DISCOVER
×

How to Treat Wood for Termites

Updated July 20, 2017

If you're building a deck or a similar outdoor project that is at risk of termite infestation, you can protect the wood using a preventive borate treatment. Borate is a water-soluble chemical used to prevent and control termite infestations. The chemical diffuses into wood, creating a barrier through which termites cannot pass. Termites are poisoned when they eat the treated wood. Once treated, the wood must be coated with a finish to seal in the borate.

Clean the wood of dirt and any surface finish, such as varnish. The wood should be dry, with an internal temperature of at least 4.44 degrees Celsius. If the wood has been stored in a cold environment, place it in a warm location for a few hours before treating.

Cover your work space with newspaper. Ventilate the space by opening a window and running a fan. Wear work gloves, filtration mask and safety goggles to protect your skin, eyes and lungs.

Mix one pound of borate preservative with one gallon of water -- or a multiple of this ratio -- in a bucket using a paint stirrer. One quart of preservative is typically equal to one pound.

Apply the preservative to the wood using a paintbrush. One mixed gallon will cover 150 to 200 square feet of wood. Apply the preservative liberally, thoroughly soaking both ends. Set the wood aside to dry. Wait at least four hours before applying a second coat.

Apply a water-repellent finish to the wood, using a paintbrush, 48 hours after the second coat.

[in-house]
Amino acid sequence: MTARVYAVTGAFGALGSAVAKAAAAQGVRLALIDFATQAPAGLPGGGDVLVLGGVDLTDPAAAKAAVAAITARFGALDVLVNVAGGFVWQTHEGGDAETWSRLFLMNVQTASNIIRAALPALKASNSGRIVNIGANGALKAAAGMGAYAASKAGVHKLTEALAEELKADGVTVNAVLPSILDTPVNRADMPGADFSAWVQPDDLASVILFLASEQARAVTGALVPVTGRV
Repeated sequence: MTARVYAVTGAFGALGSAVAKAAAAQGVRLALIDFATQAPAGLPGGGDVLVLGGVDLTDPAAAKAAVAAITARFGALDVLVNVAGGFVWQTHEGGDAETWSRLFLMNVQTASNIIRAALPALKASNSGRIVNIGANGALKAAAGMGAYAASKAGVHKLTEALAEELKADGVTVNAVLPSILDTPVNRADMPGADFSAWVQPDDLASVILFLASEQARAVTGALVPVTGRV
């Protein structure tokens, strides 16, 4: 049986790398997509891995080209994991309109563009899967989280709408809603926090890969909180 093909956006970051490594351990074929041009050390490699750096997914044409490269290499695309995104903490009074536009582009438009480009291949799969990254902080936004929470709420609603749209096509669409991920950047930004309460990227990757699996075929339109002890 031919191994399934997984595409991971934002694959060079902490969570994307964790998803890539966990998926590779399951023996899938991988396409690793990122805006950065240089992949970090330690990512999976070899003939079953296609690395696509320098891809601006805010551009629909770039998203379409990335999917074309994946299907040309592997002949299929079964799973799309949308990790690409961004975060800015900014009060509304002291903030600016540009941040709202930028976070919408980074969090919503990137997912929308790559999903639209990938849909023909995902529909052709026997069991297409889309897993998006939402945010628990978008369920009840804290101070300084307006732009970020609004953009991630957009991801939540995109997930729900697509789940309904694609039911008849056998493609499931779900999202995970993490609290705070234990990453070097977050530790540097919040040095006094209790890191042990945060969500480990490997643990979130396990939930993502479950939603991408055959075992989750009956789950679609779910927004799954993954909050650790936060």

Clean your hands, clothing, paintbrushes and work area using soap and water.

Tip

Wood can also be dipped in a borate solution for improved termite protection. Soak the wood for six to ten minutes, remove and allow to drip dry over newspaper. A second dip can be administered 24 hours later. Apply a water-repellent wood finish 48 hours after the dip.

Warning

Borate is toxic. Keep it away from humans, animals and plants.

Things You'll Need

  • Borate-based wood preservative
  • 5-gallon bucket
  • Long paint stirrer
  • 3-inch paintbrush
  • Newspaper
  • Work gloves
  • Water-repellent wood finish
  • Air filtration mask
  • Safety goggles
bibliography-icon icon for annotation tool Cite this Article

About the Author

Adam Quinn has been writing since 2008. His articles have appeared in the "Journal of Humanistic Psychology." Quinn holds a Master of Social Work from the University of Washington in Seattle, where his focus of study was counseling combat veterans with post-traumatic stress disorder.